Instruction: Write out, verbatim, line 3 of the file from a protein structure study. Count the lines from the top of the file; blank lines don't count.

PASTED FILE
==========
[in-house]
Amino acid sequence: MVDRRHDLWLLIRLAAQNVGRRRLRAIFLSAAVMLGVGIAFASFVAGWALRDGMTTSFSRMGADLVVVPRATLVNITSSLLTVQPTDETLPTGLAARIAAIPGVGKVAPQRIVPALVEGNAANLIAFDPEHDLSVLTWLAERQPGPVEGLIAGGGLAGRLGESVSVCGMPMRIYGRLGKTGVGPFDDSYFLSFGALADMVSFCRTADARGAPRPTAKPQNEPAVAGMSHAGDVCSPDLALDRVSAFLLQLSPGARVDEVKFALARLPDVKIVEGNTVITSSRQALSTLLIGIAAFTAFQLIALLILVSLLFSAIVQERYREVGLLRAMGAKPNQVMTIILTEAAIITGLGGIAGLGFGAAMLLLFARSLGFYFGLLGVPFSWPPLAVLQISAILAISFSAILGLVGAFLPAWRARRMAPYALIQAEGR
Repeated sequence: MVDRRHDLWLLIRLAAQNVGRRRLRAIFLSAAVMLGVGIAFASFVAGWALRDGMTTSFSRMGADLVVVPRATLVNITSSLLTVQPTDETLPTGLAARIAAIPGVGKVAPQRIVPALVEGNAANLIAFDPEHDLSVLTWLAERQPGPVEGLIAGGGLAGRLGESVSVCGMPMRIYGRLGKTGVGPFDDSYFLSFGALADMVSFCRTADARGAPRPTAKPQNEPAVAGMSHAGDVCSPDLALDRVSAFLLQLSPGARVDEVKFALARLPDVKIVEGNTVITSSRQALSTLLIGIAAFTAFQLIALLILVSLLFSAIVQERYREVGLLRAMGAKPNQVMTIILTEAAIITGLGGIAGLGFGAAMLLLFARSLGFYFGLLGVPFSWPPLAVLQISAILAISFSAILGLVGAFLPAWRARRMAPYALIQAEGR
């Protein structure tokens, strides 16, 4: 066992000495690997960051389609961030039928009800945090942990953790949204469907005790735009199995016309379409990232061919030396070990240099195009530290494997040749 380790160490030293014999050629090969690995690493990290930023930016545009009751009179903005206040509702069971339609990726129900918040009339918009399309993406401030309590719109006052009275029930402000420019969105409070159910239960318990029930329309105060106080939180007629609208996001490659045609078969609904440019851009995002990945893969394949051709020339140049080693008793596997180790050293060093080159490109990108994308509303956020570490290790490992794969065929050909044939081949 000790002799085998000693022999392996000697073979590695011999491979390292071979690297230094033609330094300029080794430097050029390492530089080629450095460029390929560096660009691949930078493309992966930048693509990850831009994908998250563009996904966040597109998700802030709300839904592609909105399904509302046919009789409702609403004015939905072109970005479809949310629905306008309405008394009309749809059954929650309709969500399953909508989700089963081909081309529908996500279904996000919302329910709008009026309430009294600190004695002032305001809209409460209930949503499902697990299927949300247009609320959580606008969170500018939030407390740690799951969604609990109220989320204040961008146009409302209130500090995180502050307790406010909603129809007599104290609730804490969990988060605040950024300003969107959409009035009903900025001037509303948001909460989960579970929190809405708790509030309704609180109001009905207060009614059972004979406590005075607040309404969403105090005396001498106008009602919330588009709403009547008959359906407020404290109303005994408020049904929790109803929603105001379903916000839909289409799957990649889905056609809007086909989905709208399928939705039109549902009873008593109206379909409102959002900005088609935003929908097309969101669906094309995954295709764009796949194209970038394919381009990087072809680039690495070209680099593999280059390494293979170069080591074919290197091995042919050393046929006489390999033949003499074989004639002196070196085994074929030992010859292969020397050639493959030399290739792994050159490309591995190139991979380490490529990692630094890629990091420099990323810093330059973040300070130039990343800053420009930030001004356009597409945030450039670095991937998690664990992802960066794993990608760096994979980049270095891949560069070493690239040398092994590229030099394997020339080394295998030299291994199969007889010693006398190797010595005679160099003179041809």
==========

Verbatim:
Repeated sequence: MVDRRHDLWLLIRLAAQNVGRRRLRAIFLSAAVMLGVGIAFASFVAGWALRDGMTTSFSRMGADLVVVPRATLVNITSSLLTVQPTDETLPTGLAARIAAIPGVGKVAPQRIVPALVEGNAANLIAFDPEHDLSVLTWLAERQPGPVEGLIAGGGLAGRLGESVSVCGMPMRIYGRLGKTGVGPFDDSYFLSFGALADMVSFCRTADARGAPRPTAKPQNEPAVAGMSHAGDVCSPDLALDRVSAFLLQLSPGARVDEVKFALARLPDVKIVEGNTVITSSRQALSTLLIGIAAFTAFQLIALLILVSLLFSAIVQERYREVGLLRAMGAKPNQVMTIILTEAAIITGLGGIAGLGFGAAMLLLFARSLGFYFGLLGVPFSWPPLAVLQISAILAISFSAILGLVGAFLPAWRARRMAPYALIQAEGR